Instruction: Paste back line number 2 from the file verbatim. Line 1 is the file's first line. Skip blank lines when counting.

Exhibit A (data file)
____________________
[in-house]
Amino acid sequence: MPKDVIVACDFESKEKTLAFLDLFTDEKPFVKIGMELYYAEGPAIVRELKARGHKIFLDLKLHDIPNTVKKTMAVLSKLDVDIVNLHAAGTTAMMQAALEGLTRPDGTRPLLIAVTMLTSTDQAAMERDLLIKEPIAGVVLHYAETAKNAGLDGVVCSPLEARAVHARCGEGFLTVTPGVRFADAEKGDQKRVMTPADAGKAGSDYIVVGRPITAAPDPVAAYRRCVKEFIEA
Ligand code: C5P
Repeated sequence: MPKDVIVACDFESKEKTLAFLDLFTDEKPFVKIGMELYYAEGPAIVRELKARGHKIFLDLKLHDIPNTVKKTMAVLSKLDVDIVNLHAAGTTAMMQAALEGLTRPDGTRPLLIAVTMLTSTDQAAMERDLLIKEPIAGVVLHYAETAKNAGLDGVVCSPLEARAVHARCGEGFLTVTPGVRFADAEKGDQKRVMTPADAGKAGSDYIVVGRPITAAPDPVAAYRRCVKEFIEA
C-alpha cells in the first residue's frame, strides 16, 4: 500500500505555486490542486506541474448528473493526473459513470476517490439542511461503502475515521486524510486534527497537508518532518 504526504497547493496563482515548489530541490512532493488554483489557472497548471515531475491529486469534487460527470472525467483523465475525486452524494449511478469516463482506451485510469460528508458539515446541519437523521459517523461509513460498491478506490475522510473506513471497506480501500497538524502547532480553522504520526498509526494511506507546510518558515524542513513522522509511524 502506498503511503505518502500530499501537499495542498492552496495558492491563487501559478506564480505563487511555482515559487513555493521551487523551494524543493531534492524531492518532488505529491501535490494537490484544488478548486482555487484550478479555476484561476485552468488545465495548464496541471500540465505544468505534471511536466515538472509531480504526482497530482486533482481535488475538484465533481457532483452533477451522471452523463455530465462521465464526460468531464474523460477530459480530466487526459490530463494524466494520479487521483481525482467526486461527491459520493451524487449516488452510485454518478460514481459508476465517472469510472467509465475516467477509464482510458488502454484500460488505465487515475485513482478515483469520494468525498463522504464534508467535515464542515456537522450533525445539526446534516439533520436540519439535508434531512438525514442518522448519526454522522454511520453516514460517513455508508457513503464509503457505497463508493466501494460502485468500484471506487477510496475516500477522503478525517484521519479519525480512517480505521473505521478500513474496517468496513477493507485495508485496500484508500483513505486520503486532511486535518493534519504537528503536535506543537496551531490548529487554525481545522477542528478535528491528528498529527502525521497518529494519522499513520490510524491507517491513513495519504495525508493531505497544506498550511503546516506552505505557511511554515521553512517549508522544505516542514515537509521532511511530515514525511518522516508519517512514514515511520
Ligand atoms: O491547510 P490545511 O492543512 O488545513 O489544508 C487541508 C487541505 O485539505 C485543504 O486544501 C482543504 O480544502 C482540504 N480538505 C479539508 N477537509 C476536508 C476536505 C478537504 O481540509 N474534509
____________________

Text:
Amino acid sequence: MPKDVIVACDFESKEKTLAFLDLFTDEKPFVKIGMELYYAEGPAIVRELKARGHKIFLDLKLHDIPNTVKKTMAVLSKLDVDIVNLHAAGTTAMMQAALEGLTRPDGTRPLLIAVTMLTSTDQAAMERDLLIKEPIAGVVLHYAETAKNAGLDGVVCSPLEARAVHARCGEGFLTVTPGVRFADAEKGDQKRVMTPADAGKAGSDYIVVGRPITAAPDPVAAYRRCVKEFIEA